IMF Chief

Drops in 2016 Ease of Doing Business ranking

INTERNATIONAL Monetary Fund (IMF) says Nigeria is creating economic difficulty for its neighbours, being a very important of economy in the west African region. Speaking at a press briefing on the IMF Fiscal Monitor report in Washington, Catherine Pattillo, head, fiscal policy and surveillance division, IMF fiscal affairs department, said Nigeria’s challenges were hurting its neighbours. “The slump in oil production and slow growth has created challenges for the country (Nigeria), but one statistic that is quite striking to me is that the debt profile is weakening and interest payment account for more than 45 percent of federal government revenue,” Pattillo said. “On fiscal side, the important priority should be in safeguarding fiscal sustainability — which means, importantly, to increase non-oil revenues — and implementing an independent price-setting mechanism that minimises fuel subsidy. “So, these are two priorities, while also, of course, improving public service delivery so that citizens can see the benefits of good governance and services financed by the government. “As you know, Nigeria is a very important economy in the region and its success has positive spill over for the region, particularly in West Africa and its challenges then creates difficulties for its neighbours.” Nigeria must raise capacity to recoup taxes Vitor Gaspar, IMF director, fiscal affairs department, also said the debt rise is characteristic of the oil-producing economies. “Message number one is that if you look at the global debt and deficit landscape, you’ll see that the countries that have the highest public sector deficit are oil exporters,” he said. “Nigeria is in debt group as a country that was very much hit by very low oil prices. That is a general message because it applies to oil exporters in general; the group of oil exporters have shared some characteristics. “The most important point in my view of general relevance is that for countries in sub-Saharan Africa to deliver on SDGs, for most of them, the key challenge is the building up of revenue mobilisation capacity through tax capacity building; that’s a key priority. “These countries must improve their capacities to raise revenue, and why is that so? Because there is such need in term of public infrastructure, there is such need in terms of public education, there is such need in terms of health. “For these group of countries, public finance, fiscal policy is part of the overall development strategy, and in that, tax capacity is a fundamental cornerstone.” 2016 Ease of Doing Business: Nigeria ranking drops Latest World Economic Forum (WEF) rankings for global competitiveness in doing business saw Nigeria drop three places from 124 to 127 in the world, meaning it is more difficult to do business in the country. Of the 138 countries considered in the Global Competitiveness Index, Nigeria was only better than 11 countries, most of which are war-torn and crises ridden countries. According to the report, Nigeria ranked least on health and primary education, and was greatly affected by weaker macroeconomic environment.“Although still relatively low, the government deficit has almost doubled since last year and national savings has significantly suffered, worsening the current account position,” WEF said. “Banks are less solid, reducing the availability of credit. Despite the central bank ending its currency peg, financial authorities have retained restrictions on access to the interbank market, meaning access to finance will remain difficult for many businesses. “Additional factors holding back Nigeria’s competitiveness include an underdeveloped infrastructure (132nd), which is again rated as the country’s most problematic factor for doing business; insufficient health and primary education (138th), with only 63 percent of children enrolled in primary school; and the poor quality and quantity of higher education and training (125th).” In 2015, WEF GCI shows that Nigeria’s macroeconomic environment was more bouyant and friendlier for doing business. .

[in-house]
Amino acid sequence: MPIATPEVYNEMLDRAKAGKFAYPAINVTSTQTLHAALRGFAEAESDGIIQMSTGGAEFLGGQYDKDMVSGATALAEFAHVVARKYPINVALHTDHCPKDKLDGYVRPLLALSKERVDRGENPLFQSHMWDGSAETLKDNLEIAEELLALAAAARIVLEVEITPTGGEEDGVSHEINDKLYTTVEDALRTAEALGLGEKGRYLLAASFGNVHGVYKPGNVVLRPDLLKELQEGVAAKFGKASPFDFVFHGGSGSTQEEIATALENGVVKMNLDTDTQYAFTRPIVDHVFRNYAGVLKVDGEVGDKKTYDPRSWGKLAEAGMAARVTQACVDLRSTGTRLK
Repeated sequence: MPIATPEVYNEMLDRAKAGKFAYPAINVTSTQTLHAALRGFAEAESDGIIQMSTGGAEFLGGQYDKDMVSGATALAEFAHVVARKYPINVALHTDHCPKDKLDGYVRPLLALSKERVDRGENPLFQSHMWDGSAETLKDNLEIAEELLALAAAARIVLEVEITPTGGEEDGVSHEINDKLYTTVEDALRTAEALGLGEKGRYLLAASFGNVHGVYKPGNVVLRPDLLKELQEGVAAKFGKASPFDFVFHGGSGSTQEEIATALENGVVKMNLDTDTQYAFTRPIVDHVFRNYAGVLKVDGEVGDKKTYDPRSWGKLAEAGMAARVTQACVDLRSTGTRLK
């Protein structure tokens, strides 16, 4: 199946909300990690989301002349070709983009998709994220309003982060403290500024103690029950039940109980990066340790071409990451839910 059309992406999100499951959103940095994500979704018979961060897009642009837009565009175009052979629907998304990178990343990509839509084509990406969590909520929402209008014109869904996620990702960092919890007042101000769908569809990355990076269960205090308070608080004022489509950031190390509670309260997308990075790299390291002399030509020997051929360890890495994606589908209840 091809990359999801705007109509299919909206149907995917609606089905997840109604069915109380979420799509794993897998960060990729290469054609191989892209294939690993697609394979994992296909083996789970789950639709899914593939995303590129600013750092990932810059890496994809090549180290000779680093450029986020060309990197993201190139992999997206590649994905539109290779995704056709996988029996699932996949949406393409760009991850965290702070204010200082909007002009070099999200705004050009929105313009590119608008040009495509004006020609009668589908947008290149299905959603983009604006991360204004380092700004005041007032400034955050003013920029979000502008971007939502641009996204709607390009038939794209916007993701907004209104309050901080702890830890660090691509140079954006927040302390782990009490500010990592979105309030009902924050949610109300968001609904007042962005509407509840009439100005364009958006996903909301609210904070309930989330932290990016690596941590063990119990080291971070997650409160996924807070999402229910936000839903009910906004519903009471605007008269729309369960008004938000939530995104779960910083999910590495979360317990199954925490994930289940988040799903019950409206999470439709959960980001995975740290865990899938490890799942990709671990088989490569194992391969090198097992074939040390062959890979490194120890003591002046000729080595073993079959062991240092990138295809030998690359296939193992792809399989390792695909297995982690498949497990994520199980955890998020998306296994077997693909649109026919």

READ ALSO  Health official says 9 family members killed in Yemen air strike